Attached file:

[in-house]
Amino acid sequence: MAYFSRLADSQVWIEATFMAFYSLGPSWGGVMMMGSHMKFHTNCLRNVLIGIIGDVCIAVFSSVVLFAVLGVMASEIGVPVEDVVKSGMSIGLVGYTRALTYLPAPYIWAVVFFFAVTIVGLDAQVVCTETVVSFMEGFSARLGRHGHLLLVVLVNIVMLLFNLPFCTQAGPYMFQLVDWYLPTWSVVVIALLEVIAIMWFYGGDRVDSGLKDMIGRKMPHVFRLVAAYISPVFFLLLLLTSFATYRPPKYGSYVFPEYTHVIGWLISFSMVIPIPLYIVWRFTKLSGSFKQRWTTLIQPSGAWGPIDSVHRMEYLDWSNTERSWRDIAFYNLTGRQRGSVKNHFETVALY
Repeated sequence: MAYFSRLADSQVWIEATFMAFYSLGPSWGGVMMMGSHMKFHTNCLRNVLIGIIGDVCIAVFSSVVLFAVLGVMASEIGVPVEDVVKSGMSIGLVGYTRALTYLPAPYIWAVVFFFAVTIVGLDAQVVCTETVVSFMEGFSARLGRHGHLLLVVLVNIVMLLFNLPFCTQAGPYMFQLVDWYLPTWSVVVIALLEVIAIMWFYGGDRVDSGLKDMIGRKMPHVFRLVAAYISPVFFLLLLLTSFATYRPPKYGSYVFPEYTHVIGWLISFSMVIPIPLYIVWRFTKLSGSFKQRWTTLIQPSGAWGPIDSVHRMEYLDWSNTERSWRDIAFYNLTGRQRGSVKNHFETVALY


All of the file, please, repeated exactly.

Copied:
[in-house]
Amino acid sequence: MAYFSRLADSQVWIEATFMAFYSLGPSWGGVMMMGSHMKFHTNCLRNVLIGIIGDVCIAVFSSVVLFAVLGVMASEIGVPVEDVVKSGMSIGLVGYTRALTYLPAPYIWAVVFFFAVTIVGLDAQVVCTETVVSFMEGFSARLGRHGHLLLVVLVNIVMLLFNLPFCTQAGPYMFQLVDWYLPTWSVVVIALLEVIAIMWFYGGDRVDSGLKDMIGRKMPHVFRLVAAYISPVFFLLLLLTSFATYRPPKYGSYVFPEYTHVIGWLISFSMVIPIPLYIVWRFTKLSGSFKQRWTTLIQPSGAWGPIDSVHRMEYLDWSNTERSWRDIAFYNLTGRQRGSVKNHFETVALY
Repeated sequence: MAYFSRLADSQVWIEATFMAFYSLGPSWGGVMMMGSHMKFHTNCLRNVLIGIIGDVCIAVFSSVVLFAVLGVMASEIGVPVEDVVKSGMSIGLVGYTRALTYLPAPYIWAVVFFFAVTIVGLDAQVVCTETVVSFMEGFSARLGRHGHLLLVVLVNIVMLLFNLPFCTQAGPYMFQLVDWYLPTWSVVVIALLEVIAIMWFYGGDRVDSGLKDMIGRKMPHVFRLVAAYISPVFFLLLLLTSFATYRPPKYGSYVFPEYTHVIGWLISFSMVIPIPLYIVWRFTKLSGSFKQRWTTLIQPSGAWGPIDSVHRMEYLDWSNTERSWRDIAFYNLTGRQRGSVKNHFETVALY